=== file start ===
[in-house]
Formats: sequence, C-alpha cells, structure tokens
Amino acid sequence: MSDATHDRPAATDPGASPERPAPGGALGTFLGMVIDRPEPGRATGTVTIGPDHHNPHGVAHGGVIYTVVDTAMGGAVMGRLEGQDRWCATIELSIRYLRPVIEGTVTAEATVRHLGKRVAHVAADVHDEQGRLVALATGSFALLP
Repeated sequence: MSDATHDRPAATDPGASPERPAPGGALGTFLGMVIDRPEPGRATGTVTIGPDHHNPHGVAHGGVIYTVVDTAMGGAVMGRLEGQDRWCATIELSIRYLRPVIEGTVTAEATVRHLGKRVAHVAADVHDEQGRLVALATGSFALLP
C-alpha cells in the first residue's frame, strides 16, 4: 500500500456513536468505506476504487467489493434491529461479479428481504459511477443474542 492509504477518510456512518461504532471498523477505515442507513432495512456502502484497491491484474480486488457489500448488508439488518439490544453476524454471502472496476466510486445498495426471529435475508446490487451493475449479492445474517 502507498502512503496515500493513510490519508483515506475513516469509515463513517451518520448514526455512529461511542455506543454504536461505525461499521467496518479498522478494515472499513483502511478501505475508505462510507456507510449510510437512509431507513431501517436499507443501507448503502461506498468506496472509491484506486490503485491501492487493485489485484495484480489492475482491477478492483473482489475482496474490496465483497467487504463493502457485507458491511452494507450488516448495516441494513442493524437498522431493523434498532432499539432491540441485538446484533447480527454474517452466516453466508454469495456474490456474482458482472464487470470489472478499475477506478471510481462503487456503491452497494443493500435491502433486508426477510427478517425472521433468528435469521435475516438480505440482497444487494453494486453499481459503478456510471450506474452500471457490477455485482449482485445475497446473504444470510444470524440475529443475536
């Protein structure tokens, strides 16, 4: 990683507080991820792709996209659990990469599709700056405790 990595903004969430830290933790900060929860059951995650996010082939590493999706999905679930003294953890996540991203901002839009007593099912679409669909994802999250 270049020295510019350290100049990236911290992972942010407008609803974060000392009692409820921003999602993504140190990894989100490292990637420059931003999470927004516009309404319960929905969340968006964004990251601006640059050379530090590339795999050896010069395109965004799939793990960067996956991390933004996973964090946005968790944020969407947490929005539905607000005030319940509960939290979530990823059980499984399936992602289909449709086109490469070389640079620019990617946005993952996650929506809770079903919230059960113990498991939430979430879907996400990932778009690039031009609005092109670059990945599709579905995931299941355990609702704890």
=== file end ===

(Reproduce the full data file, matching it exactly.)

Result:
[in-house]
Formats: sequence, C-alpha cells, structure tokens
Amino acid sequence: MSDATHDRPAATDPGASPERPAPGGALGTFLGMVIDRPEPGRATGTVTIGPDHHNPHGVAHGGVIYTVVDTAMGGAVMGRLEGQDRWCATIELSIRYLRPVIEGTVTAEATVRHLGKRVAHVAADVHDEQGRLVALATGSFALLP
Repeated sequence: MSDATHDRPAATDPGASPERPAPGGALGTFLGMVIDRPEPGRATGTVTIGPDHHNPHGVAHGGVIYTVVDTAMGGAVMGRLEGQDRWCATIELSIRYLRPVIEGTVTAEATVRHLGKRVAHVAADVHDEQGRLVALATGSFALLP
C-alpha cells in the first residue's frame, strides 16, 4: 500500500456513536468505506476504487467489493434491529461479479428481504459511477443474542 492509504477518510456512518461504532471498523477505515442507513432495512456502502484497491491484474480486488457489500448488508439488518439490544453476524454471502472496476466510486445498495426471529435475508446490487451493475449479492445474517 502507498502512503496515500493513510490519508483515506475513516469509515463513517451518520448514526455512529461511542455506543454504536461505525461499521467496518479498522478494515472499513483502511478501505475508505462510507456507510449510510437512509431507513431501517436499507443501507448503502461506498468506496472509491484506486490503485491501492487493485489485484495484480489492475482491477478492483473482489475482496474490496465483497467487504463493502457485507458491511452494507450488516448495516441494513442493524437498522431493523434498532432499539432491540441485538446484533447480527454474517452466516453466508454469495456474490456474482458482472464487470470489472478499475477506478471510481462503487456503491452497494443493500435491502433486508426477510427478517425472521433468528435469521435475516438480505440482497444487494453494486453499481459503478456510471450506474452500471457490477455485482449482485445475497446473504444470510444470524440475529443475536
């Protein structure tokens, strides 16, 4: 990683507080991820792709996209659990990469599709700056405790 990595903004969430830290933790900060929860059951995650996010082939590493999706999905679930003294953890996540991203901002839009007593099912679409669909994802999250 270049020295510019350290100049990236911290992972942010407008609803974060000392009692409820921003999602993504140190990894989100490292990637420059931003999470927004516009309404319960929905969340968006964004990251601006640059050379530090590339795999050896010069395109965004799939793990960067996956991390933004996973964090946005968790944020969407947490929005539905607000005030319940509960939290979530990823059980499984399936992602289909449709086109490469070389640079620019990617946005993952996650929506809770079903919230059960113990498991939430979430879907996400990932778009690039031009609005092109670059990945599709579905995931299941355990609702704890």